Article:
The irony of this picture book is that despite being a gentle, pro-vegetarian story about friendship and acceptance, the violence is right there on the page. Again, this is the close cousin of paralepsis, because if storytellers are trying to leave it out, they must show it before leaving it out, which means it has to be on the page. And if it’s not on the page, it’s off the page… which any kcosmWhat Is Cosmic Horror? afficiado will tell you, is worse.

If you think my intepretation of this story goes deeper than it should, check out the following consumer review:

The story has page after page of animals killing and ‘gobbling’ each other up. Great illustration of a fox with a mouse in its mouth. The wolf takes the advice of an owl and goes from the forest to find a new way of life. While he’s away, the story tells of a bitterly cold winter and animals becoming desperate with the cold and hunger. The wolf turns into a vegetarian and turns all the little animals in the forest to fruit and vegetables instead of meat. Who do you think is behind this book? I gave it 1 star because -10 was not available. Thank goodness I read this book before reading it to my grandchildren, they would have had nightmares for weeks.

What? Well, if we start with the scientific fact preposition that forest canines are gonna need to eat meat, we need to do a bit of mental gymnastics, right? Now I’m thinking the VEGETABLES and FRUIT are ACTUALLY forest animals! The wolf (and later the fox) have let themselves get so starving, they now see cute little animals and imagine it as vegetation!

Bear in mind, the vast majority of the consumer reviews go more like this one:

One of the loveliest children books I know. Every child should be able to enjoy reading it. The illustrations are beautiful!


In many stories with anthropomorphised animals, the animal reaches peak mastery of its baser instincts when it starts wearing human clothing or using human implements. In this case, we’ll know the character arc of the wolf is complete when he returns home from the south holding a suitcase. (We are told several times he has a suitcase, but he’s not carrying it, fyi.)

Wolf finds the smallest, cutest looking little rabbit and saves this rabbit from the cold by taking him home and tucking him into his own “bed”. This inspires an “Aww!”

Illustrator Jozef Wilkon does a magnificent job of creating the softest, furriest little bunny. The pastel medium is good for this.

The wolf is so overwhelmed by the bunny’s cuteness that he is now finally fixed. He can no longer stomach meat. Rabbits equals meat, and we like rabbits.

Jozef Wilkon, Illustration from The Story of the Kind Wolf by Peter Nickl, 1982

(See also: my collection of rabbit illustrations.)


Everyone lives happily ever after. At least, that’s the on-the-page version.

I’ve watched David Attenborough, so I happen to know a canine cannot live on fruit and carrots alone. I’m pretty sure the author tries to lampshade this scientific fact by telling us the fox slash wolf never learned to enjoy salads.

Jozef Wilkon, Illustration from The Story of the Kind Wolf by Peter Nickl, 1982. Apparently the wolf likes salads very much. (When it comes partially digested, out of the ripped stomach of fresh kill, that is.)


Anyone who knows the first thing about wolves (or anyone who’s ever been hungry) will know that the wolf’s lizard brain is about to kick in. When he reaches a certain point in his starvation he’s going on a munching rampage. Curtains for the cute little rabbit, and all the other morally upstanding plant eaters.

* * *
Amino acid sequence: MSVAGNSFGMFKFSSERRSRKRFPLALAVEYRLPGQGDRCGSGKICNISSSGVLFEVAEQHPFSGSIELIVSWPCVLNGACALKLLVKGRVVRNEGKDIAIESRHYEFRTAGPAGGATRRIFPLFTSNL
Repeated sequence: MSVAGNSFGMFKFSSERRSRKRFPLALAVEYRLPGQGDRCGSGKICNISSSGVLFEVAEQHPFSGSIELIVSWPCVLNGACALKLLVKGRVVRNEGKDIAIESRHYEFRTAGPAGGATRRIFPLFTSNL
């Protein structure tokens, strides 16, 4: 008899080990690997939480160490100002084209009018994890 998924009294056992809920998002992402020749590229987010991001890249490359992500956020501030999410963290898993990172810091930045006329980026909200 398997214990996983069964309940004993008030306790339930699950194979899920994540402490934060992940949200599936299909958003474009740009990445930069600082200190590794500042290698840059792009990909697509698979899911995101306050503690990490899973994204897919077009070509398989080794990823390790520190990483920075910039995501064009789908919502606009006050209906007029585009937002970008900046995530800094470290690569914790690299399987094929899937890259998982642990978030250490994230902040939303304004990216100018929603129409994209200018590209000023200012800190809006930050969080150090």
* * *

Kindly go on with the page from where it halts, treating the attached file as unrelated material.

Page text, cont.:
Finally a story where wolves are not considered villains.


There are now many picture books which invert the fablistic villainy of wolves. Sometimes this is done for pure comedic purposes. Sometimes the storytellers are making use of irony. We don’t expect a wolf to be scared of the dark, for instance, so a little wolf who is scared of the dark reassures young readers that anyone can be afraid of anything.

The best of these ‘wolves as goodies’ stories have something useful to say, without inadvertently saying problematic things as well. (Subversion is not easy to pull off and easy to muck up.) My pick of the bunch is The Three Little Wolves and the Big Bad Pig by Eugene Trivizas, illustrated by Helen Oxenbury, which flips the message of earlier versions: One must always protect oneself from bad actors.

What I love about the message in Trivizas’s story is that we’re telling children the truth about bad people: No matter what we do to protect ourselves, if someone with bad intentions really wants to harm us, there is nothing we can do to stop them. This may not sound especially reassuring, but Trevizas manages to make it so, while encouraging readers away from victim blaming, or self-blaming when things in life inevitably go wrong.

I’m a fan of inversions in which children learn a truth about reality.

Wolf in the Snow is a wordless picture book by Matthew Cordell, also about the kindness of wolves. However, the attendant danger of wolves is never questioned.

All along, the owl — functioning as a kind of ironic narrator — never realised that there was a wolf AND a fox. The owl is therefore very silly. (The main irony for me is that I happen to think he is right — the wolf and fox are the same character, a la Jekyll and Hyde.) Other stories ironically overturn the Aesopian idea that owls are wise. Those have been around for a long time already — check out the pompous but very silly owl in Winnie The Pooh.

Home » The Story Of The Kind Wolf by Wilkon and Nickl Analysis

On paper, things look fine. Sam Dennon recently inherited significant wealth from his uncle. As a respected architect, Sam spends his days thinking about the family needs and rich lives of his clients. But privately? Even his enduring love of amateur astronomy is on the wane. Sam has built a sustainable-architecture display home for himself but hasn’t yet moved into it, preferring to sleep in his cocoon of a campervan. Although they never announced it publicly, Sam’s wife and business partner ended their marriage years ago due to lack of intimacy, leaving Sam with the sense he is irreparably broken.

Now his beloved uncle has died. An intensifying fear manifests as health anxiety, with night terrors from a half-remembered early childhood event. To assuage the loneliness, Sam embarks on a Personal Happiness Project:

1. Get a pet dog

2. Find a friend. Just one. Not too intense.